By Geoff Fein

General Dynamics [GD] and Lockheed Martin [LMT] have both received the final request for proposals (RFP) for the fiscal year ’10 Littoral Combat Ship (LCS) competition, according to industry sources.

The two competing teams received their copies of the RFP yesterday and responses are due back to the Navy no later than March 29.

The RFP marks the beginning of a new acquisition plan that will see the Navy buy one of the two platforms that will eventually make up the entire fleet of 55 LCS.

Currently, the Navy has taken delivery of both Lockheed Martin’s USS Freedom (LCS-1) and General Dynamics’ USS Independence (LCS-2). The two companies are also building one additional ship each.

Lockheed Martin is building the Fort Worth (LCS-3) at Marinette Marine in Wisconsin. General Dynamics is producing the Coronado (LCS-4) at Austal USA in Mobile, Ala.

Although the Navy has had Freedom a year longer than the recently commissioned Independence, service officials believe they understand both variants well enough to make an informed decision on which ship to pick.

That decision likely will come down to which ship provides the Navy the most affordable way to build a fleet of 55 LCS, Rear Adm. James Murdoch, LCS program manager, told Defense Daily in a recent interview.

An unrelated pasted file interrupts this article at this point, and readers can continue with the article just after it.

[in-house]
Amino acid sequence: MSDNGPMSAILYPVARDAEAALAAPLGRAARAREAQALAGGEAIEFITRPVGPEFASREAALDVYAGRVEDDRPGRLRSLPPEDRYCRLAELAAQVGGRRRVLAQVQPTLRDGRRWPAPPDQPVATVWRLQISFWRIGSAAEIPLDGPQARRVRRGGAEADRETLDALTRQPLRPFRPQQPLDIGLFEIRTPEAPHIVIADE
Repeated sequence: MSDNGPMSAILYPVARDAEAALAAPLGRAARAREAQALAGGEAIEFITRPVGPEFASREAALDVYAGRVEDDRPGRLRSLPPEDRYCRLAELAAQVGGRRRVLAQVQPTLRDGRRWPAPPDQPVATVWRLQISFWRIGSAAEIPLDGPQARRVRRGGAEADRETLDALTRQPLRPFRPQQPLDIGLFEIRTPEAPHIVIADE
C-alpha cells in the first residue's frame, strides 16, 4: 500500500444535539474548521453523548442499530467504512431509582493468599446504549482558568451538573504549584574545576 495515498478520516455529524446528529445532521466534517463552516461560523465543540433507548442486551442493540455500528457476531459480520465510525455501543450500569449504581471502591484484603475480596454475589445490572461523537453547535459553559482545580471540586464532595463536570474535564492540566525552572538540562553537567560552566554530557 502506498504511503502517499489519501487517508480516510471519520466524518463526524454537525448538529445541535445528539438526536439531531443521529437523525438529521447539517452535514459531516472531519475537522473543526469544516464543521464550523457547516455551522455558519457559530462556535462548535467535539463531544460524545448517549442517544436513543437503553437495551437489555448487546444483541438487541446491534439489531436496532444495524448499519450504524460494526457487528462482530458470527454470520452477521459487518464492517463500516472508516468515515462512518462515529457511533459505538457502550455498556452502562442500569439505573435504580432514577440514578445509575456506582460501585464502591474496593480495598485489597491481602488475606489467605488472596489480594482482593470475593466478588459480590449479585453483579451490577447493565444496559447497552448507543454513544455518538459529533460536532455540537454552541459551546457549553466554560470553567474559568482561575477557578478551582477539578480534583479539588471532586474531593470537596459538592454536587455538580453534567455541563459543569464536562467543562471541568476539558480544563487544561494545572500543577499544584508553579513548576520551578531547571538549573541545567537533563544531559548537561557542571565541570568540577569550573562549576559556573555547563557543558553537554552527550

"I think in both cases we have had enough time to understand the ships pretty well," Murdoch said.

"We did, in fact, sail the Freedom away to a pretty fast pace because of the ice in the Great Lakes. It wouldn’t have been cost effective for us to let her sit there for an additional three to four months and then move her out in the summer," he added.

In the case of Independence, the Navy took longer to get through trials, Murdoch noted. "We didn’t have the ice period staring us in the face."

"But in the case of both ships, the important thing is we understand them pretty well," he added.

Given that Lockheed Martin’sFreedom and General Dynamics’ Independence perform really well, the upcoming downselect is really about what is the most affordable way for the Navy to procure and sustain this class of ships, Murdoch said.

"Certainly, from the standpoint of procurement, having a head-to-head competition between these guys is going to really spur good pricing for the taxpayer, and, the fact I am going to build more of one kind, much more," he said. "When you get to the sustainment side of things, it will make it easier for us to address the life-cycle cost."

Murdoch said Navy leadership has also made it clear to him that the cost of buying ships and owning ships has got to be aggressively reduced.

Although both variants of LCS will operate with a crew of 40 in charge of every ship function except operating the assorted mission packages and the MH-60 helicopters, similarities between Freedom and Independence ends there. Freedom is a semi-planing monohull while Independence is an all aluminum hull trimaran, based on commercial ferry designs.

Each ship has had its challenges, aside from cost. Tanks were added to Freedom’s aft to remedy stability issues. And, almost two years ago, during an inspection of Independence, the Navy’s supervisor of shipbuilding discovered bowing in the transverse beams that support the ship’s flight deck (Defense Daily, Feb. 12, 2008).